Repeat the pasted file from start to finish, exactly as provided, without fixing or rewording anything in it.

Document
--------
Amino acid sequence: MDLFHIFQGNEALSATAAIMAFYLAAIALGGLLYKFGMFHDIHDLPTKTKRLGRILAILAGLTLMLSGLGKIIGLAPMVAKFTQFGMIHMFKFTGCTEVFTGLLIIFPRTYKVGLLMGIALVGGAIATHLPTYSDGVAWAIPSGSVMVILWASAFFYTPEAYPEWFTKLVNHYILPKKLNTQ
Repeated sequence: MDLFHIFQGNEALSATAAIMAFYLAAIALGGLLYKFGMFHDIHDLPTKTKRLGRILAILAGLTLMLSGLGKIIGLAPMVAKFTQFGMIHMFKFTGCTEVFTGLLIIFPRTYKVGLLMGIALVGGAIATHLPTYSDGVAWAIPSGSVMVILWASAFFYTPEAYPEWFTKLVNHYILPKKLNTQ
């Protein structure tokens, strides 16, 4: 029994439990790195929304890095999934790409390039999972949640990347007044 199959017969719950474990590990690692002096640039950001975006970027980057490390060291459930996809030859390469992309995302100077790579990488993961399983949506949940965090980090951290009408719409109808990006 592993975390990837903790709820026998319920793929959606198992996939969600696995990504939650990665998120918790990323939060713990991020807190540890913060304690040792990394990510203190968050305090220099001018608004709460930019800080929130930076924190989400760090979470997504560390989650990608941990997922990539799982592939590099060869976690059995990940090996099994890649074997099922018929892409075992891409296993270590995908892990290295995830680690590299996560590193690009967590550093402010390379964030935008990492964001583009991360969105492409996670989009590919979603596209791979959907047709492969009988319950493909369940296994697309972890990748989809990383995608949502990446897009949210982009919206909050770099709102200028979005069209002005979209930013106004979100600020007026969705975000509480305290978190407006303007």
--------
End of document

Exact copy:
Amino acid sequence: MDLFHIFQGNEALSATAAIMAFYLAAIALGGLLYKFGMFHDIHDLPTKTKRLGRILAILAGLTLMLSGLGKIIGLAPMVAKFTQFGMIHMFKFTGCTEVFTGLLIIFPRTYKVGLLMGIALVGGAIATHLPTYSDGVAWAIPSGSVMVILWASAFFYTPEAYPEWFTKLVNHYILPKKLNTQ
Repeated sequence: MDLFHIFQGNEALSATAAIMAFYLAAIALGGLLYKFGMFHDIHDLPTKTKRLGRILAILAGLTLMLSGLGKIIGLAPMVAKFTQFGMIHMFKFTGCTEVFTGLLIIFPRTYKVGLLMGIALVGGAIATHLPTYSDGVAWAIPSGSVMVILWASAFFYTPEAYPEWFTKLVNHYILPKKLNTQ
């Protein structure tokens, strides 16, 4: 029994439990790195929304890095999934790409390039999972949640990347007044 199959017969719950474990590990690692002096640039950001975006970027980057490390060291459930996809030859390469992309995302100077790579990488993961399983949506949940965090980090951290009408719409109808990006 592993975390990837903790709820026998319920793929959606198992996939969600696995990504939650990665998120918790990323939060713990991020807190540890913060304690040792990394990510203190968050305090220099001018608004709460930019800080929130930076924190989400760090979470997504560390989650990608941990997922990539799982592939590099060869976690059995990940090996099994890649074997099922018929892409075992891409296993270590995908892990290295995830680690590299996560590193690009967590550093402010390379964030935008990492964001583009991360969105492409996670989009590919979603596209791979959907047709492969009988319950493909369940296994697309972890990748989809990383995608949502990446897009949210982009919206909050770099709102200028979005069209002005979209930013106004979100600020007026969705975000509480305290978190407006303007």